How APY compounds interest to help your savings grow

A blackboard with APY written on it

Annual percentage yield (APY) indicates the amount of interest that will accumulate on a sum of money kept in a bank or other financial institutions over one year. It is expressed as a percentage that tells you how much your savings will grow over a given period. APYs vary depending on the financial institution and the type of banking instrument you choose to put your money in. 

For the average investor, a high APY is often the deciding factor when considering multiple investment or savings options. Banks and credit unions offer APYs on a range of accounts that include traditional savings accounts, high-yield savings accounts, money market accounts, and certificates of deposit (CDs). Additionally, some financial institutions also offer APY on their checking accounts. 

Although it may appear smart to choose the savings product with the highest advertised APY automatically, a better understanding of how interest is calculated will help you make a more informed decision. Here’s all that you need to know about APYs before putting your money into a savings or deposit account.

What is APY?

Annual percentage yield is the total interest you can earn on a given sum of money over a year. It is different from the rate of interest because it takes into account the effect of compound interest. 

APY reflects the actual rate of return on your savings and investments, depending on how frequently interest is calculated - daily, monthly, or quarterly. For instance, let’s say two accounts have the same rate of interest, but one compounds interest daily while the other compounds interest monthly. In such a situation, the effect of compounding interest will mean the account that compounds interest daily will earn a higher APY than the one that compounds interest monthly. 

The APY earned on any account is automatically added to the balance on your savings statements.

Where to find APY

The Truth in Savings Act requires institutions to disclose APY, among other details like fees and minimum balances, when advertising interest-bearing accounts. You should be able to locate an APY on any savings product advertisement and more information about the APY’s terms in the disclosure or fine print, usually at the bottom of an advertised offer.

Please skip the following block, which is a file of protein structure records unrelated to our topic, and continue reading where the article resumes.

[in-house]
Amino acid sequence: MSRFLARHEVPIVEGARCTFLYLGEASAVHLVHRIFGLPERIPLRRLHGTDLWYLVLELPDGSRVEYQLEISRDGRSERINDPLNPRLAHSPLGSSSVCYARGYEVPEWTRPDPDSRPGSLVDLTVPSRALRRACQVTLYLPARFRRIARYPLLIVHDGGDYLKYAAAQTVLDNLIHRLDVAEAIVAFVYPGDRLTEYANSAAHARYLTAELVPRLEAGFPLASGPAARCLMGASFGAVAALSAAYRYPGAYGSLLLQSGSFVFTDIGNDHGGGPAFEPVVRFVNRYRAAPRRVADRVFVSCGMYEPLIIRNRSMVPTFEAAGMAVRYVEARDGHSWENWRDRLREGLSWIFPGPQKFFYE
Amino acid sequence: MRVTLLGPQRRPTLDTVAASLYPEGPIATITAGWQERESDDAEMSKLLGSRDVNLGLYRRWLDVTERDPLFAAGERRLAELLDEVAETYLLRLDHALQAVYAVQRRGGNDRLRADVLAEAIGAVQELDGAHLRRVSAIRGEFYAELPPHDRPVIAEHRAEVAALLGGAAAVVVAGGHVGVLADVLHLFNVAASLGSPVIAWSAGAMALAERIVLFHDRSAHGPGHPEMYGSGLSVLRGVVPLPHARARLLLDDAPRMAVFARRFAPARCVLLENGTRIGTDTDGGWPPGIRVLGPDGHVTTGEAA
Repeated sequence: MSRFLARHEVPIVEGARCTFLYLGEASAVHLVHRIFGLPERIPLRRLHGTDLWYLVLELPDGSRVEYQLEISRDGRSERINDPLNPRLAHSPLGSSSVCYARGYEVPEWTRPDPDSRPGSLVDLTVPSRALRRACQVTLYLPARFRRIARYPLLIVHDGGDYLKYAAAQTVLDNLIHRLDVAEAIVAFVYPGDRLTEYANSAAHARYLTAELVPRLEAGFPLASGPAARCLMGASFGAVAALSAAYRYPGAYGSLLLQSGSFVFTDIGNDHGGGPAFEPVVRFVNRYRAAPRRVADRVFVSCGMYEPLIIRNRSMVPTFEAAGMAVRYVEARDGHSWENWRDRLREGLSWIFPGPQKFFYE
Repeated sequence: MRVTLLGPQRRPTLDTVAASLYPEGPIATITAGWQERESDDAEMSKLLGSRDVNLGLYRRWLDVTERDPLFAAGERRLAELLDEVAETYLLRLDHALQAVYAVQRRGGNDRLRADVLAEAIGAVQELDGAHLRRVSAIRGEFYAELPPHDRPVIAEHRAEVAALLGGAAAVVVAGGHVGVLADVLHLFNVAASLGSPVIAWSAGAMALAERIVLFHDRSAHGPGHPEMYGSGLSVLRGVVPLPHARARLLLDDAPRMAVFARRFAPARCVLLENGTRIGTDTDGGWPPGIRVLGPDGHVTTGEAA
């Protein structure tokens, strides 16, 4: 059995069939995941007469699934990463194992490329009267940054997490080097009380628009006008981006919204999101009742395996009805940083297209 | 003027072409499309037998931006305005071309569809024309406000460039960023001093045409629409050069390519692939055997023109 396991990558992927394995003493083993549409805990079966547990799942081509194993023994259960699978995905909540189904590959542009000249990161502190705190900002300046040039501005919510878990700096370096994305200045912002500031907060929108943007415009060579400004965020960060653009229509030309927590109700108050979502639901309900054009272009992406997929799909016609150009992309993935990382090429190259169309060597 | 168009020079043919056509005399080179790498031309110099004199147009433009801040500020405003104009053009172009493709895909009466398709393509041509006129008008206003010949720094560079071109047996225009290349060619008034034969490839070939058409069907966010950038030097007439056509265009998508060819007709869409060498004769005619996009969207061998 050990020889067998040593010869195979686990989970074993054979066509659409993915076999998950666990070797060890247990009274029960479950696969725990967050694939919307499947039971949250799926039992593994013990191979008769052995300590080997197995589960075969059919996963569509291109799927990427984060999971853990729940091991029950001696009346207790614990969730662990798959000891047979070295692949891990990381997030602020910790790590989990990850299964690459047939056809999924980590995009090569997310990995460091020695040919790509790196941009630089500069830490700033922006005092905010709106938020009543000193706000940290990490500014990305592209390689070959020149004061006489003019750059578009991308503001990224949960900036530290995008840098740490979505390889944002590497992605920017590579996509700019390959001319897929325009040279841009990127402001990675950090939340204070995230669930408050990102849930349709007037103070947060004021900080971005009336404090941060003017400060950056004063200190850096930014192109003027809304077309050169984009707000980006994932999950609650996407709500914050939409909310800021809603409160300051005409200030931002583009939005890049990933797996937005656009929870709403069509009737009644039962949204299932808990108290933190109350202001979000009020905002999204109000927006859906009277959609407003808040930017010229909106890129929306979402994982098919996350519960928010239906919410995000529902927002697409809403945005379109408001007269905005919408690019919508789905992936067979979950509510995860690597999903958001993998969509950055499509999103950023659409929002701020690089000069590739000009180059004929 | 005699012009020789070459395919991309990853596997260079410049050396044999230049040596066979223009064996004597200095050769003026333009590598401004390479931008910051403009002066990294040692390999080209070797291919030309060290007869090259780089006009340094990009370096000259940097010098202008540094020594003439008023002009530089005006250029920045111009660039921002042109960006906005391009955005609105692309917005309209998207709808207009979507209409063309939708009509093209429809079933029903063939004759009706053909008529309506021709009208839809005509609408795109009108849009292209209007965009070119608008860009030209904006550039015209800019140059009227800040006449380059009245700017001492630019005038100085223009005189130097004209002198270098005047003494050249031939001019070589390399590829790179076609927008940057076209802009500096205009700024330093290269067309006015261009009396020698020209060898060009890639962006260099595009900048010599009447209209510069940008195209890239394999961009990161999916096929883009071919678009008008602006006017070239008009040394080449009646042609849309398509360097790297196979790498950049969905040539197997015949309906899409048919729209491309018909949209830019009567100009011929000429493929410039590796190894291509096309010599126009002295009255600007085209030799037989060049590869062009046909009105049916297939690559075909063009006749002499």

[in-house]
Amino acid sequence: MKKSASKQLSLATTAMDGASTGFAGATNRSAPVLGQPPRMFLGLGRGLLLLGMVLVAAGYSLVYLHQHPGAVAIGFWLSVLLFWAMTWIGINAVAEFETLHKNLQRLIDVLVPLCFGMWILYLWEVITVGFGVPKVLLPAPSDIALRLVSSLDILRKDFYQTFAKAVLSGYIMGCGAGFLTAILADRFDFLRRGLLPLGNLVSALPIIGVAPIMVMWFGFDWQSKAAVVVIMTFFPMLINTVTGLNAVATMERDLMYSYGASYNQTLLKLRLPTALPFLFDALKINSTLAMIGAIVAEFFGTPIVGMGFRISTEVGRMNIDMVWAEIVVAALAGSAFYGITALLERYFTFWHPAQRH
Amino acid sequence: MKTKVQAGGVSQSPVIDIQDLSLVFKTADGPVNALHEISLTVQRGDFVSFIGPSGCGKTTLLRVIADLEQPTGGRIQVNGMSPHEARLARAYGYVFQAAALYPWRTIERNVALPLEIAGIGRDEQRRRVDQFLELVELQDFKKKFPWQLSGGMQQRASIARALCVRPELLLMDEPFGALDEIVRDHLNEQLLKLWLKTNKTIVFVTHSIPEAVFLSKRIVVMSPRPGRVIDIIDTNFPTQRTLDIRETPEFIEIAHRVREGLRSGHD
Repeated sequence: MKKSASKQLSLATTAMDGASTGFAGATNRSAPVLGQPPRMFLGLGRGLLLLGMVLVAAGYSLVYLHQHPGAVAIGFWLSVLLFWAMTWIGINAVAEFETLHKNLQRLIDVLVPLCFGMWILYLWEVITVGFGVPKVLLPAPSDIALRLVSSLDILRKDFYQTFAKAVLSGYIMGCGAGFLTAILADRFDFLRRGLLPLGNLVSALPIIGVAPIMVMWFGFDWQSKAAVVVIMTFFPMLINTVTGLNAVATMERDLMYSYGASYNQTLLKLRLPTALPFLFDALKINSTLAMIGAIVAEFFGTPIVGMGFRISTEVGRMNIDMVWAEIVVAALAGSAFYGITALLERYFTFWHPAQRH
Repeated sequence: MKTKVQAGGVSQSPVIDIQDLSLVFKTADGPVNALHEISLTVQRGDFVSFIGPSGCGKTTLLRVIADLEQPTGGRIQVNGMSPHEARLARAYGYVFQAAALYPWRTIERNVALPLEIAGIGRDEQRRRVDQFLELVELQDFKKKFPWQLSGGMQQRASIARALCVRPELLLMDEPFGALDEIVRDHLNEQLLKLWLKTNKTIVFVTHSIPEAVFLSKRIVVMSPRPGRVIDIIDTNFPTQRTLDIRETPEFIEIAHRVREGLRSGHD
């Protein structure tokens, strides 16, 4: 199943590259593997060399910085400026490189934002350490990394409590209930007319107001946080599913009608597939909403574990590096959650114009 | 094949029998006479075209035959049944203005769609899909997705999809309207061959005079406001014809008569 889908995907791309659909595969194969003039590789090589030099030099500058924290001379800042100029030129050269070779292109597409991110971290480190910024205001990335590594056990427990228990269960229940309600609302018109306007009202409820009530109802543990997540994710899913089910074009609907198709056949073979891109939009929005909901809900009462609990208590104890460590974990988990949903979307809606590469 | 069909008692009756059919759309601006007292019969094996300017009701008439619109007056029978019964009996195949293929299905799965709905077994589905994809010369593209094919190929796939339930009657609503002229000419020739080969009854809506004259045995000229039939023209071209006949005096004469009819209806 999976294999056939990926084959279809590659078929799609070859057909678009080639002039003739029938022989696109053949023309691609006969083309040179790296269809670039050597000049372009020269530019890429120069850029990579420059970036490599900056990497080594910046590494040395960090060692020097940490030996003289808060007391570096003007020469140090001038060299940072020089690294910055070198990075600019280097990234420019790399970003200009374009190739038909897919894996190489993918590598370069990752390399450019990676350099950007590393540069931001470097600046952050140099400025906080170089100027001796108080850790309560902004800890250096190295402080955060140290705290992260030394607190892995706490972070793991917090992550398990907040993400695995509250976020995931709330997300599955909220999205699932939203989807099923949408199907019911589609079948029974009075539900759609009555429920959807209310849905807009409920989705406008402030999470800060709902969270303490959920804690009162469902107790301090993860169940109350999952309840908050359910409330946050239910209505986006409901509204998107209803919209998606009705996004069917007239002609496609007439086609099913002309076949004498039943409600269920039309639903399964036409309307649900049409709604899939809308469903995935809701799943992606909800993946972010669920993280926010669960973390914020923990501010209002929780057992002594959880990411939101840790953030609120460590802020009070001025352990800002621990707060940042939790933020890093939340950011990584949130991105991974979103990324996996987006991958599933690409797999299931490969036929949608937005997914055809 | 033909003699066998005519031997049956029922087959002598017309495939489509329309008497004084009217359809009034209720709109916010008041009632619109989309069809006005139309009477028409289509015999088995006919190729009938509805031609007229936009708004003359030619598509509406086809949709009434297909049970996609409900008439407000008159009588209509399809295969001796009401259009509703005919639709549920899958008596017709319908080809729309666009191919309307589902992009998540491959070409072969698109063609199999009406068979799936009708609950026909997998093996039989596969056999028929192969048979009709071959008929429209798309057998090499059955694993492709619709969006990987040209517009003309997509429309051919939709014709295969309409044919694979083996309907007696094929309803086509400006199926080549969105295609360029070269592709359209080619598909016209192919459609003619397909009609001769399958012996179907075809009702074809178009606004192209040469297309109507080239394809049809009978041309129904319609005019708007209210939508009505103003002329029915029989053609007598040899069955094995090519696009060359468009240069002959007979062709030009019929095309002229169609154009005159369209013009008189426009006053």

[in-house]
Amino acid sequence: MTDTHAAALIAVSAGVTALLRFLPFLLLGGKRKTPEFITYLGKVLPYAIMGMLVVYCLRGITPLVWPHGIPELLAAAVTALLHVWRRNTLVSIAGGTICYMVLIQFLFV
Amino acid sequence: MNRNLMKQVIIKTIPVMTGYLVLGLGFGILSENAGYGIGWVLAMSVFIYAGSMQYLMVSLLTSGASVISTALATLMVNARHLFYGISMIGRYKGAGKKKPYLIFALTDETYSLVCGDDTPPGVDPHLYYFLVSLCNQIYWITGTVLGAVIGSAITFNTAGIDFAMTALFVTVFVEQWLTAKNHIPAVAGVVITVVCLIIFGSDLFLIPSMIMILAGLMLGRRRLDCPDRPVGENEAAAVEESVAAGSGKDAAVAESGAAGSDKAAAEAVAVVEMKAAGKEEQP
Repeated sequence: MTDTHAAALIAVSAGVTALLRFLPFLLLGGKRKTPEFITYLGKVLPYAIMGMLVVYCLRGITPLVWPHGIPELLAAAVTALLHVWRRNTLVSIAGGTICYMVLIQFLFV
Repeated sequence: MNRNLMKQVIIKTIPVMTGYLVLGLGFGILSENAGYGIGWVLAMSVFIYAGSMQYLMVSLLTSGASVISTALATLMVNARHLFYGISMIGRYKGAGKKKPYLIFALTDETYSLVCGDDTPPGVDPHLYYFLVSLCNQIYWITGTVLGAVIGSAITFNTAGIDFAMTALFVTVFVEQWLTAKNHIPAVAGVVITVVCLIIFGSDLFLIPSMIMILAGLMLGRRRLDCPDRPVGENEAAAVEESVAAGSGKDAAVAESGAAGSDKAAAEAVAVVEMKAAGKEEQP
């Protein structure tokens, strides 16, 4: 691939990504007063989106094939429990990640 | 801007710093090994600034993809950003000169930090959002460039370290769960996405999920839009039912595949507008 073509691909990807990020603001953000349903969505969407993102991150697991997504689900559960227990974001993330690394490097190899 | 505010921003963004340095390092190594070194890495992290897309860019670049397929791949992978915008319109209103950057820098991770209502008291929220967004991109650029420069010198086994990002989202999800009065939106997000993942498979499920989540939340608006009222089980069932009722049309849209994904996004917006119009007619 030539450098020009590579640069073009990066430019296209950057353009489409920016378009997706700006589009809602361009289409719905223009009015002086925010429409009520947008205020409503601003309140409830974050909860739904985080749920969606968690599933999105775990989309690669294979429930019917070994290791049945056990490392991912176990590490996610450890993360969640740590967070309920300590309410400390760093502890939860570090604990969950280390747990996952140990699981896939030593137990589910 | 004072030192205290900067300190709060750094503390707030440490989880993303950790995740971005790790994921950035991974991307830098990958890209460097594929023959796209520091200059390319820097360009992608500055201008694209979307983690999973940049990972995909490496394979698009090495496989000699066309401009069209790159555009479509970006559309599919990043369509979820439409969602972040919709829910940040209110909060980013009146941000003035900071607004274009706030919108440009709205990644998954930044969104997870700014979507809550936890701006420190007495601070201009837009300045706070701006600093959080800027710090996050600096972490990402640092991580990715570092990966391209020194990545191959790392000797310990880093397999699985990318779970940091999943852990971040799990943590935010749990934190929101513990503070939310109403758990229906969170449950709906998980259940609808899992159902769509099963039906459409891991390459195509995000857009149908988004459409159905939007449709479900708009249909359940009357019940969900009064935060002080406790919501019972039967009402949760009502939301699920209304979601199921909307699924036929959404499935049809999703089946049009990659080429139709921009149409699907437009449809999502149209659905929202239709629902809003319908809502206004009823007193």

How does APY work?

While “APY” and “interest rate” are often used interchangeably, they are not the same. An APY reflects an annualized rate of your total potential earnings. An interest rate is just part of the total APY formula. APY also considers how often your interest compounds.

Compound interest is when the sum of your savings balance plus any accumulated interest earns additional interest. The more frequently interest compounds — whether quarterly, monthly, or even daily — the more you’ll earn on your savings.

Here's how the APY formula works:

APY formula
  • r = interest rate

  • n = number of annual compounding periods (e.g., you would input 4 for quarterly, 12 for monthly, or 365 for daily)

Let's say you want to put $10,000 into a savings account offering a 1% interest rate, compounded daily.

After one year, you will have earned a total of $100.50. Note the additional $0.50 is because of the beauty of compound interest, which we’ll discuss in detail next.

The more you save and the higher your interest rate, the bigger the difference between the interest rate and APY will be.

Keep in mind that if your savings account charges fees, they won’t be considered in the APY; you will have to subtract them from your account earnings to get an accurate yield.

Tip: If you’d rather not spend your day solving math problems, plug your numbers into this compound interest calculator.